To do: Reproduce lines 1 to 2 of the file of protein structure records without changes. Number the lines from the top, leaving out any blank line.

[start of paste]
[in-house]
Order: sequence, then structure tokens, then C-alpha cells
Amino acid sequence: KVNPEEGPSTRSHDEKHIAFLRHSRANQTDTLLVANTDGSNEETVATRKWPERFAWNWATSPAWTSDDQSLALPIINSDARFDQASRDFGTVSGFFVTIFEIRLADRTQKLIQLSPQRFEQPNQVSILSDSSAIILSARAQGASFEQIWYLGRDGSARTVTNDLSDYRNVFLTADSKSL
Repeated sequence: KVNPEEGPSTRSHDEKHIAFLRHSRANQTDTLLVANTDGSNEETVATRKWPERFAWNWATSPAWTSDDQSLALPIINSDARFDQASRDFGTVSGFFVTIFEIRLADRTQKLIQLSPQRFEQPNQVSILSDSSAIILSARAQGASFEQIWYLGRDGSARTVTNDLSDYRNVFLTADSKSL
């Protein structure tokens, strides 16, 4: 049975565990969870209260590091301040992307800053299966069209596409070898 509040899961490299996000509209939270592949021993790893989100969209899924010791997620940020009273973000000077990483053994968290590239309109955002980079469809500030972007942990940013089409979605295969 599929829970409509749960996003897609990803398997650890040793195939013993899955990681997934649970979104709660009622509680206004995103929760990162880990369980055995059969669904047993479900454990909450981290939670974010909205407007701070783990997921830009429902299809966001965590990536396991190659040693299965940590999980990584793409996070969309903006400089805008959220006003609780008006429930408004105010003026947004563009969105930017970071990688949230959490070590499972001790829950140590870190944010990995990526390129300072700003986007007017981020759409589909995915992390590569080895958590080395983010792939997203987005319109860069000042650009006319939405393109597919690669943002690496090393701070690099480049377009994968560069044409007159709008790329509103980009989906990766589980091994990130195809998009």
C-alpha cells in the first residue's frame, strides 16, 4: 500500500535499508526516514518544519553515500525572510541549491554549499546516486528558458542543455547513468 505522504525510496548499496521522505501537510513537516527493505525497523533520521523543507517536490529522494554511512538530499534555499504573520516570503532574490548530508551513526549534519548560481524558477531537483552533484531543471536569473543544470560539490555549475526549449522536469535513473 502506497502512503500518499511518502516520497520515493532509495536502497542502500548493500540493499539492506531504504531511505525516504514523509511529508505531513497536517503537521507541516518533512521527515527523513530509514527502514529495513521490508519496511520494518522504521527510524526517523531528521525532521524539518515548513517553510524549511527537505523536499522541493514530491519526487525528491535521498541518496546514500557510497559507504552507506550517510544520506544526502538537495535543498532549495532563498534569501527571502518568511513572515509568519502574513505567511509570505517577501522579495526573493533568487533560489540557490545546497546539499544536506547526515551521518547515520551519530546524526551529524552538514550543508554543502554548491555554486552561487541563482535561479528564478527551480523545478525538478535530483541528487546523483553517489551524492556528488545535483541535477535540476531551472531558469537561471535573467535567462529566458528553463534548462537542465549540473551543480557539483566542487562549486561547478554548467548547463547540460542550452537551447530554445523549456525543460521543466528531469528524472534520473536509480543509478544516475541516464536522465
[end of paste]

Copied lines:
[in-house]
Order: sequence, then structure tokens, then C-alpha cells